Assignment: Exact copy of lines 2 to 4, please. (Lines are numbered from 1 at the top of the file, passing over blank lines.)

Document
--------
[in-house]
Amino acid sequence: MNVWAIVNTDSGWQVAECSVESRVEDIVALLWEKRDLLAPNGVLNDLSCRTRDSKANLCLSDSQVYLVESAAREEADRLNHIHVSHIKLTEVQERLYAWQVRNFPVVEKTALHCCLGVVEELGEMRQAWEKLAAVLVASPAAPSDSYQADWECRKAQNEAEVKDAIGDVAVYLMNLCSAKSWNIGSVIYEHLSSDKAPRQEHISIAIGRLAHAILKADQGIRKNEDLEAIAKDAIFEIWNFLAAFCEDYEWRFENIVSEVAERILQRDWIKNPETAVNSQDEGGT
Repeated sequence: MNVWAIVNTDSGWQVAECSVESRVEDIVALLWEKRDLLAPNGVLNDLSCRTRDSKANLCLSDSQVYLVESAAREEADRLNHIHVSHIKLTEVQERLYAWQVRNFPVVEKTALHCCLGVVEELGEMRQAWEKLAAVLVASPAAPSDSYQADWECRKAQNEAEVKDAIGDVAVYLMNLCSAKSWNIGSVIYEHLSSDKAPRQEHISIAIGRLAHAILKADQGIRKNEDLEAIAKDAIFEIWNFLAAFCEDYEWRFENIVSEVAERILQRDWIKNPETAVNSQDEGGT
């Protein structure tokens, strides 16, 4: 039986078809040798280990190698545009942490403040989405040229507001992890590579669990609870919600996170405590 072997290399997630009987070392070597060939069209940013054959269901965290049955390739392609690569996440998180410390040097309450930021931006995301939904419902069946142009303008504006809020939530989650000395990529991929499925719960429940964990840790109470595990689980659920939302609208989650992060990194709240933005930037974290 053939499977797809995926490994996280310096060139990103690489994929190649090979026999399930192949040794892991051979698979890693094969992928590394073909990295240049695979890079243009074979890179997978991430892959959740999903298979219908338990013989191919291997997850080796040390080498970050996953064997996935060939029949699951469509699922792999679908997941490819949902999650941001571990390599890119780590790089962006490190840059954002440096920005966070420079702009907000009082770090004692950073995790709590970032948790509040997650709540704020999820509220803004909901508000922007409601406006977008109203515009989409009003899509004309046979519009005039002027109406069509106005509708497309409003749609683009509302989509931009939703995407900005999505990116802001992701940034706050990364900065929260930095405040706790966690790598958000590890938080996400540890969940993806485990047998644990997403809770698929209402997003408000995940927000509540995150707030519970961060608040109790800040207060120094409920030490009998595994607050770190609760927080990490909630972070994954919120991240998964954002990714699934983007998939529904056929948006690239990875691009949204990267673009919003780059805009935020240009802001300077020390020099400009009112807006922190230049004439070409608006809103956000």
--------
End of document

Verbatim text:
Amino acid sequence: MNVWAIVNTDSGWQVAECSVESRVEDIVALLWEKRDLLAPNGVLNDLSCRTRDSKANLCLSDSQVYLVESAAREEADRLNHIHVSHIKLTEVQERLYAWQVRNFPVVEKTALHCCLGVVEELGEMRQAWEKLAAVLVASPAAPSDSYQADWECRKAQNEAEVKDAIGDVAVYLMNLCSAKSWNIGSVIYEHLSSDKAPRQEHISIAIGRLAHAILKADQGIRKNEDLEAIAKDAIFEIWNFLAAFCEDYEWRFENIVSEVAERILQRDWIKNPETAVNSQDEGGT
Repeated sequence: MNVWAIVNTDSGWQVAECSVESRVEDIVALLWEKRDLLAPNGVLNDLSCRTRDSKANLCLSDSQVYLVESAAREEADRLNHIHVSHIKLTEVQERLYAWQVRNFPVVEKTALHCCLGVVEELGEMRQAWEKLAAVLVASPAAPSDSYQADWECRKAQNEAEVKDAIGDVAVYLMNLCSAKSWNIGSVIYEHLSSDKAPRQEHISIAIGRLAHAILKADQGIRKNEDLEAIAKDAIFEIWNFLAAFCEDYEWRFENIVSEVAERILQRDWIKNPETAVNSQDEGGT
């Protein structure tokens, strides 16, 4: 039986078809040798280990190698545009942490403040989405040229507001992890590579669990609870919600996170405590 072997290399997630009987070392070597060939069209940013054959269901965290049955390739392609690569996440998180410390040097309450930021931006995301939904419902069946142009303008504006809020939530989650000395990529991929499925719960429940964990840790109470595990689980659920939302609208989650992060990194709240933005930037974290 053939499977797809995926490994996280310096060139990103690489994929190649090979026999399930192949040794892991051979698979890693094969992928590394073909990295240049695979890079243009074979890179997978991430892959959740999903298979219908338990013989191919291997997850080796040390080498970050996953064997996935060939029949699951469509699922792999679908997941490819949902999650941001571990390599890119780590790089962006490190840059954002440096920005966070420079702009907000009082770090004692950073995790709590970032948790509040997650709540704020999820509220803004909901508000922007409601406006977008109203515009989409009003899509004309046979519009005039002027109406069509106005509708497309409003749609683009509302989509931009939703995407900005999505990116802001992701940034706050990364900065929260930095405040706790966690790598958000590890938080996400540890969940993806485990047998644990997403809770698929209402997003408000995940927000509540995150707030519970961060608040109790800040207060120094409920030490009998595994607050770190609760927080990490909630972070994954919120991240998964954002990714699934983007998939529904056929948006690239990875691009949204990267673009919003780059805009935020240009802001300077020390020099400009009112807006922190230049004439070409608006809103956000």